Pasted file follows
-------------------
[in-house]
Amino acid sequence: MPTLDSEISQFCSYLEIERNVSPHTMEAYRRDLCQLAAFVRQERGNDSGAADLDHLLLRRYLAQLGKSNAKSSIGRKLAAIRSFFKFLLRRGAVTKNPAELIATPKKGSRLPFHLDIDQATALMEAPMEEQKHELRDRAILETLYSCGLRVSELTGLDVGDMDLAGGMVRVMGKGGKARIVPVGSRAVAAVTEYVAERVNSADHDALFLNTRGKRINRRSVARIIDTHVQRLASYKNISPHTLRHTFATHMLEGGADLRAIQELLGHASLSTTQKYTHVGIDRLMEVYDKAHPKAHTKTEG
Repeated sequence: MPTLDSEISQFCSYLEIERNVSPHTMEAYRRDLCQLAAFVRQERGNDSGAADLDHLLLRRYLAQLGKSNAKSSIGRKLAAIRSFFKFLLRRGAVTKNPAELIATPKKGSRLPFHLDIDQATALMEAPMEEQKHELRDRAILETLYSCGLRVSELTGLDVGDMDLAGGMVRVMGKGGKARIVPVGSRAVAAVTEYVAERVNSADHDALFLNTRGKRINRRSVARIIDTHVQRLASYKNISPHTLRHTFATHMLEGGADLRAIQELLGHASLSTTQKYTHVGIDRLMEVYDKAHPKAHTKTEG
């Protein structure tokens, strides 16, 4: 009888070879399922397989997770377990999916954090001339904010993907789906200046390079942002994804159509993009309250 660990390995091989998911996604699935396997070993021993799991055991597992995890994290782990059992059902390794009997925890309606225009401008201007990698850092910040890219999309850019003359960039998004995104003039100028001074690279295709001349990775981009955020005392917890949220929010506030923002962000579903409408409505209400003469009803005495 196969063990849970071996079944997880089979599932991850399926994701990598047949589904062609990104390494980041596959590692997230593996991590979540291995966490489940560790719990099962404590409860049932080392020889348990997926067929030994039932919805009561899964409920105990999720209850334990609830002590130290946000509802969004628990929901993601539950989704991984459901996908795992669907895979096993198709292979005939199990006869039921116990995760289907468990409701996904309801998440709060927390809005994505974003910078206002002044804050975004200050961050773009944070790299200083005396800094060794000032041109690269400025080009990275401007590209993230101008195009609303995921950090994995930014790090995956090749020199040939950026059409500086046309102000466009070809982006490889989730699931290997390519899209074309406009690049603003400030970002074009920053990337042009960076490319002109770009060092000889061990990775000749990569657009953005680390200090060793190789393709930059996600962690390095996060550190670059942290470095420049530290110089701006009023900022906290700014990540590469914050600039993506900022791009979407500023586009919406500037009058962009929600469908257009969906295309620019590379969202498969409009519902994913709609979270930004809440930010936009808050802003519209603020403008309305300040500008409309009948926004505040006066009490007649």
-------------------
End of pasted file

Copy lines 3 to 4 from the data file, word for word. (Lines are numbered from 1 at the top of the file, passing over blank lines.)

Repeated sequence: MPTLDSEISQFCSYLEIERNVSPHTMEAYRRDLCQLAAFVRQERGNDSGAADLDHLLLRRYLAQLGKSNAKSSIGRKLAAIRSFFKFLLRRGAVTKNPAELIATPKKGSRLPFHLDIDQATALMEAPMEEQKHELRDRAILETLYSCGLRVSELTGLDVGDMDLAGGMVRVMGKGGKARIVPVGSRAVAAVTEYVAERVNSADHDALFLNTRGKRINRRSVARIIDTHVQRLASYKNISPHTLRHTFATHMLEGGADLRAIQELLGHASLSTTQKYTHVGIDRLMEVYDKAHPKAHTKTEG
């Protein structure tokens, strides 16, 4: 009888070879399922397989997770377990999916954090001339904010993907789906200046390079942002994804159509993009309250 660990390995091989998911996604699935396997070993021993799991055991597992995890994290782990059992059902390794009997925890309606225009401008201007990698850092910040890219999309850019003359960039998004995104003039100028001074690279295709001349990775981009955020005392917890949220929010506030923002962000579903409408409505209400003469009803005495 196969063990849970071996079944997880089979599932991850399926994701990598047949589904062609990104390494980041596959590692997230593996991590979540291995966490489940560790719990099962404590409860049932080392020889348990997926067929030994039932919805009561899964409920105990999720209850334990609830002590130290946000509802969004628990929901993601539950989704991984459901996908795992669907895979096993198709292979005939199990006869039921116990995760289907468990409701996904309801998440709060927390809005994505974003910078206002002044804050975004200050961050773009944070790299200083005396800094060794000032041109690269400025080009990275401007590209993230101008195009609303995921950090994995930014790090995956090749020199040939950026059409500086046309102000466009070809982006490889989730699931290997390519899209074309406009690049603003400030970002074009920053990337042009960076490319002109770009060092000889061990990775000749990569657009953005680390200090060793190789393709930059996600962690390095996060550190670059942290470095420049530290110089701006009023900022906290700014990540590469914050600039993506900022791009979407500023586009919406500037009058962009929600469908257009969906295309620019590379969202498969409009519902994913709609979270930004809440930010936009808050802003519209603020403008309305300040500008409309009948926004505040006066009490007649």